‘Brilliant fireball’ that lit up night sky over parts of UK was space junk, experts say UK News
A “brilliant fireball” that lit up the night sky over parts of Britain was space junk, experts say.
The UK Meteor Network has received over 200 reports of the “ball of fire” sighted in the night sky around 9pm on Wednesday.
The organization said that after studying many videos of the incident, it now believes “it was space junk.”
It comes after people spotted the ball of light in the sky over parts of Scotland, northern England and Northern Ireland.
The network said the preliminary trajectory was calculated by the International Meteor Organization and this “suggests that the object we now believe to be space junk would have landed in the Atlantic Ocean south of the Hebrides.”
Danny Nell, 21, witnessed the meteorite while walking his dog in Johnstone, west of Paisley and Glasgow.
He said: “I was walking my dog and it was strangely 10pm sharp and all I saw was the flash in the sky and I pulled out my phone and recorded it.
“I thought at first it might be fireworks because there was a lot of Scottish football on but I quickly realized that wasn’t the case and just grabbed my phone to see if I could catch it.”
Another eyewitness, Steve Owens, an astronomer and science communicator at Glasgow Science Centre, saw the meteorite as it flew over Scotland on Wednesday evening.
Mr Owens told BBC Radio Scotland’s Good Morning Scotland: “It was incredible. I was sitting in my living room at exactly 10 o’clock last night and looking out the due south window this brilliant ball of fire, this meteor, hurtling across the sky and I could tell it was special because I could see through broken clouds .
“It wasn’t perfectly visible; I could see it fragmenting, breaking apart, little bits of it falling off.
“And usually when you see a meteor or a shooting star, it’s just tiny little streaks of light that last a split second. This one streaked across the sky for at least 10 seconds – probably longer – and it traveled from south to full west, so it was quite an incredible sight.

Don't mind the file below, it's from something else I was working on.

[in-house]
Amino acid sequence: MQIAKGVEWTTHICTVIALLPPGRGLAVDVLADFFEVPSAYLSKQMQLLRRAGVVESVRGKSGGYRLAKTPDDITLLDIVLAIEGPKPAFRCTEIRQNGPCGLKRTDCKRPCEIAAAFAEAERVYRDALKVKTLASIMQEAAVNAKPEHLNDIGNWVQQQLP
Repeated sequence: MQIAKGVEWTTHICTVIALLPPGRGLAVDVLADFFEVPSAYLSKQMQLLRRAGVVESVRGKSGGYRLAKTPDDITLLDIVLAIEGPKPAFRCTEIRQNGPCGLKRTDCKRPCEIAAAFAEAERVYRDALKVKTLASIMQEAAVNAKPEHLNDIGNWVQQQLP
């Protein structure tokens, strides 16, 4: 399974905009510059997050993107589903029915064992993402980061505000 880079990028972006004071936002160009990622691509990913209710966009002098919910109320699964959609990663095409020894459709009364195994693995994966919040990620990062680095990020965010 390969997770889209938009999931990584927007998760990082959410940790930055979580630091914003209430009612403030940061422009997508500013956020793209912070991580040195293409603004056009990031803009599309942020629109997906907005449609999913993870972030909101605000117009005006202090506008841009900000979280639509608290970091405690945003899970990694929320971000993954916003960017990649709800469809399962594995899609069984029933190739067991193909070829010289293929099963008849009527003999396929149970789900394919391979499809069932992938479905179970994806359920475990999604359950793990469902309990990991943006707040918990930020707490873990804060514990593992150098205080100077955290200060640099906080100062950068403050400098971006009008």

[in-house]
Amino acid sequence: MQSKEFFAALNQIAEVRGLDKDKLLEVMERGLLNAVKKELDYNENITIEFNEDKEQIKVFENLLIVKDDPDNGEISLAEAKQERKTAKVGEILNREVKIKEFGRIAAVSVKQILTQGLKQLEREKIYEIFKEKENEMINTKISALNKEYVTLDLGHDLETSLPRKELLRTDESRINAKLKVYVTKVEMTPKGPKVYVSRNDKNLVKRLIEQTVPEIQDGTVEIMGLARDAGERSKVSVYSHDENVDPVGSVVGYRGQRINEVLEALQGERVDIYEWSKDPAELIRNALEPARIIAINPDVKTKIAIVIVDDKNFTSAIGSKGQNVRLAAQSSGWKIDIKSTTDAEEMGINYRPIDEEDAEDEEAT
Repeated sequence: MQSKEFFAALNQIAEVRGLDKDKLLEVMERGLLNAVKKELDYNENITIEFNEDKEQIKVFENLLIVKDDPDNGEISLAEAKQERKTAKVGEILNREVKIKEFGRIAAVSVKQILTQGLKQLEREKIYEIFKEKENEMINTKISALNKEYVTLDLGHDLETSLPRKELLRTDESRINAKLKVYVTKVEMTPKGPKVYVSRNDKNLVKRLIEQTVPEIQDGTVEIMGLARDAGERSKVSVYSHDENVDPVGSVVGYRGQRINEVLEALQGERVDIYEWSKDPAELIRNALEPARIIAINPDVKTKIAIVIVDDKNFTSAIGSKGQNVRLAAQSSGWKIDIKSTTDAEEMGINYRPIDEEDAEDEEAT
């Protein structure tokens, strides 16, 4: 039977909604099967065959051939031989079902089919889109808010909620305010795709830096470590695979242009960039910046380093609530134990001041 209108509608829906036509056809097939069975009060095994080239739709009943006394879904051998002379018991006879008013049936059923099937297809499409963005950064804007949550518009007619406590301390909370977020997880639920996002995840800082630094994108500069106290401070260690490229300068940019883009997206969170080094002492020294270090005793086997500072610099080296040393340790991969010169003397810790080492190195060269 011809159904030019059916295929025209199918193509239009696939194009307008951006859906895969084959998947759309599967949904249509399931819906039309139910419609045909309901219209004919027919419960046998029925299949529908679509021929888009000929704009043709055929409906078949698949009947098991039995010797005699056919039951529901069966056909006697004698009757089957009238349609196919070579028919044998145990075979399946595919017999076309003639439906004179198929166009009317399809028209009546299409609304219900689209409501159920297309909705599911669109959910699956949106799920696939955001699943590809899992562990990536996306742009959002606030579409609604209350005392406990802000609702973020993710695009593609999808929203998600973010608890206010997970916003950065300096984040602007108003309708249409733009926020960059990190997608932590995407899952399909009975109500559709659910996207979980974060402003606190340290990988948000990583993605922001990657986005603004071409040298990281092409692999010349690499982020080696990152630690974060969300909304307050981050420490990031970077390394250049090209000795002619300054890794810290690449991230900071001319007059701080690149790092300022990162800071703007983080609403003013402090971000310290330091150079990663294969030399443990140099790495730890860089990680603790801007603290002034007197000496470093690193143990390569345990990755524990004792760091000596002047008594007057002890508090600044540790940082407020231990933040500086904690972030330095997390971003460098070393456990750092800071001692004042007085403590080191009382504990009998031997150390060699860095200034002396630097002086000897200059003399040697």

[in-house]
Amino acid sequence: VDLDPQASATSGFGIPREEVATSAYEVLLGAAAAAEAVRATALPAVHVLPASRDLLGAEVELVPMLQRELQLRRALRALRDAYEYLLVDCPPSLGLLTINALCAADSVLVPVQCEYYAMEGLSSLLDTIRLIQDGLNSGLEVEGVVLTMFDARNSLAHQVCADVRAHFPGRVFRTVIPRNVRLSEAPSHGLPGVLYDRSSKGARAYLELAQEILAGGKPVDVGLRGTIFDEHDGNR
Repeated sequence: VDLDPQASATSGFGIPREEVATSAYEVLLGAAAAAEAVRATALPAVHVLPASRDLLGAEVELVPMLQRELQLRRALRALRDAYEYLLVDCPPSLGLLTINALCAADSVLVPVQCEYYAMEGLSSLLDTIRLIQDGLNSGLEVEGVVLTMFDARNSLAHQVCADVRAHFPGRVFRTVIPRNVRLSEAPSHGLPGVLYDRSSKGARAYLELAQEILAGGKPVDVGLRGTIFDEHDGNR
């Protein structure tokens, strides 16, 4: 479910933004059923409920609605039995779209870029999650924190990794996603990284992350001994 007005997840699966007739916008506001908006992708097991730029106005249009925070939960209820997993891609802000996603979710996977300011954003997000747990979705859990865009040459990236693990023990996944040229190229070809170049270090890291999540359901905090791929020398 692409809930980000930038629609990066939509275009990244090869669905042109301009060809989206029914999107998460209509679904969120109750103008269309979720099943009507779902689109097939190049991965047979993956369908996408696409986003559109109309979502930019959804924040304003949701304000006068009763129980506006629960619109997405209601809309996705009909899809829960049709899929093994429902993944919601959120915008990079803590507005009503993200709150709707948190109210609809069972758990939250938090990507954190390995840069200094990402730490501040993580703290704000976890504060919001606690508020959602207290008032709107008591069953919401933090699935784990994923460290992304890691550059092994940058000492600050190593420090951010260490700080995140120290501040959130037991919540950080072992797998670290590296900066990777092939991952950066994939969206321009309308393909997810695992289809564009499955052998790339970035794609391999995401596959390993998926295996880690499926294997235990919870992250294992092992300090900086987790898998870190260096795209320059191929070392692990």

Mr Owens thought it was “highly unlikely” that the fireball landed in Scotland.
A space account tweeted in the early hours of Thursday morning: “Large meteor spotted burning over Scotland and Northern Ireland.”
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Mr Owens also told BBC Radio Scotland: “Usually those tiny streaks of light, those little shooting stars, burn up and it all just disappears and evaporates in the atmosphere, but the thing last night was bigger than a bit of dust.
“Last night might have been the size of a golf ball or maybe a cricket ball, maybe bigger than that, so it’s certainly not impossible that parts could have landed.”
He continued: “The UK Meteor Network, which has received hundreds of reports from across Scotland and beyond, will be able to triangulate all of these reports to determine its trajectory.
“It looked to me like it was headed west and given that people in Northern Ireland reported seeing it, it could very well have passed land and landed in the Atlantic, but that’s certainly not impossible.” landed – it will be the challenge to find it.”